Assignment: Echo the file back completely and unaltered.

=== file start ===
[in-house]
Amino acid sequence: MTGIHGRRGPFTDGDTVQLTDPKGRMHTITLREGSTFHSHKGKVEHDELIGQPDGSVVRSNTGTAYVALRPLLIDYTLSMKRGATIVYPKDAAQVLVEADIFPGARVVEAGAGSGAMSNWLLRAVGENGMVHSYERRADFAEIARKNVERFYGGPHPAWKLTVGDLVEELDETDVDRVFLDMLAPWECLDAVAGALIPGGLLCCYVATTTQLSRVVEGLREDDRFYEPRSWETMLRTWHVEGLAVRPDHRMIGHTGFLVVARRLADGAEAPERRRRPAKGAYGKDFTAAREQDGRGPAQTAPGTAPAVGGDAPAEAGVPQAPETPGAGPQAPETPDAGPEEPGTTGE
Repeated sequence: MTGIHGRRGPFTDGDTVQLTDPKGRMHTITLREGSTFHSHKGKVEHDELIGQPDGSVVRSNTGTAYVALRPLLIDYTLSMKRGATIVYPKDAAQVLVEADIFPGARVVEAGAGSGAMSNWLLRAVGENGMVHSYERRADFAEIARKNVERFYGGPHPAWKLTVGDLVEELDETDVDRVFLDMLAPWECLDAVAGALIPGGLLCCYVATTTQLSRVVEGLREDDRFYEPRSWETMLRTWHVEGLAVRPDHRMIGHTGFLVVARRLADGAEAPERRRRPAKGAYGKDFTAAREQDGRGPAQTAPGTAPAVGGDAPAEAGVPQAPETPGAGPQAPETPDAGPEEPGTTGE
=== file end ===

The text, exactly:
[in-house]
Amino acid sequence: MTGIHGRRGPFTDGDTVQLTDPKGRMHTITLREGSTFHSHKGKVEHDELIGQPDGSVVRSNTGTAYVALRPLLIDYTLSMKRGATIVYPKDAAQVLVEADIFPGARVVEAGAGSGAMSNWLLRAVGENGMVHSYERRADFAEIARKNVERFYGGPHPAWKLTVGDLVEELDETDVDRVFLDMLAPWECLDAVAGALIPGGLLCCYVATTTQLSRVVEGLREDDRFYEPRSWETMLRTWHVEGLAVRPDHRMIGHTGFLVVARRLADGAEAPERRRRPAKGAYGKDFTAAREQDGRGPAQTAPGTAPAVGGDAPAEAGVPQAPETPGAGPQAPETPDAGPEEPGTTGE
Repeated sequence: MTGIHGRRGPFTDGDTVQLTDPKGRMHTITLREGSTFHSHKGKVEHDELIGQPDGSVVRSNTGTAYVALRPLLIDYTLSMKRGATIVYPKDAAQVLVEADIFPGARVVEAGAGSGAMSNWLLRAVGENGMVHSYERRADFAEIARKNVERFYGGPHPAWKLTVGDLVEELDETDVDRVFLDMLAPWECLDAVAGALIPGGLLCCYVATTTQLSRVVEGLREDDRFYEPRSWETMLRTWHVEGLAVRPDHRMIGHTGFLVVARRLADGAEAPERRRRPAKGAYGKDFTAAREQDGRGPAQTAPGTAPAVGGDAPAEAGVPQAPETPGAGPQAPETPDAGPEEPGTTGE